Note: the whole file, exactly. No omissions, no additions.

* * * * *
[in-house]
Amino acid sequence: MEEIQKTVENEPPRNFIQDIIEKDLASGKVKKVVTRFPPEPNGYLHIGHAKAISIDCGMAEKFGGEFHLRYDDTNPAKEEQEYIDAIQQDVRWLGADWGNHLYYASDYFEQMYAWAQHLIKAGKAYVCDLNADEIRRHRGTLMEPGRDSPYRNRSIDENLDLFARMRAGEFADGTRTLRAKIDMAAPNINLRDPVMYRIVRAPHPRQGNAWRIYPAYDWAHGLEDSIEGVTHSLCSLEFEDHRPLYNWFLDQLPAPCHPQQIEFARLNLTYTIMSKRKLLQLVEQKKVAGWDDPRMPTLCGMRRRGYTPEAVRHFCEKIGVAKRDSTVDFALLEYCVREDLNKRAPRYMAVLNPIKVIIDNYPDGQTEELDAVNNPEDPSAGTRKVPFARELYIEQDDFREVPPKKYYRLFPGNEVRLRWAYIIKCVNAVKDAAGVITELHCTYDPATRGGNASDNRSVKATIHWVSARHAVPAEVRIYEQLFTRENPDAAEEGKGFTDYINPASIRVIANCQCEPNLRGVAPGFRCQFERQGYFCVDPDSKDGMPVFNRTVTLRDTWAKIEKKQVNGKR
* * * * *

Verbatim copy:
[in-house]
Amino acid sequence: MEEIQKTVENEPPRNFIQDIIEKDLASGKVKKVVTRFPPEPNGYLHIGHAKAISIDCGMAEKFGGEFHLRYDDTNPAKEEQEYIDAIQQDVRWLGADWGNHLYYASDYFEQMYAWAQHLIKAGKAYVCDLNADEIRRHRGTLMEPGRDSPYRNRSIDENLDLFARMRAGEFADGTRTLRAKIDMAAPNINLRDPVMYRIVRAPHPRQGNAWRIYPAYDWAHGLEDSIEGVTHSLCSLEFEDHRPLYNWFLDQLPAPCHPQQIEFARLNLTYTIMSKRKLLQLVEQKKVAGWDDPRMPTLCGMRRRGYTPEAVRHFCEKIGVAKRDSTVDFALLEYCVREDLNKRAPRYMAVLNPIKVIIDNYPDGQTEELDAVNNPEDPSAGTRKVPFARELYIEQDDFREVPPKKYYRLFPGNEVRLRWAYIIKCVNAVKDAAGVITELHCTYDPATRGGNASDNRSVKATIHWVSARHAVPAEVRIYEQLFTRENPDAAEEGKGFTDYINPASIRVIANCQCEPNLRGVAPGFRCQFERQGYFCVDPDSKDGMPVFNRTVTLRDTWAKIEKKQVNGKR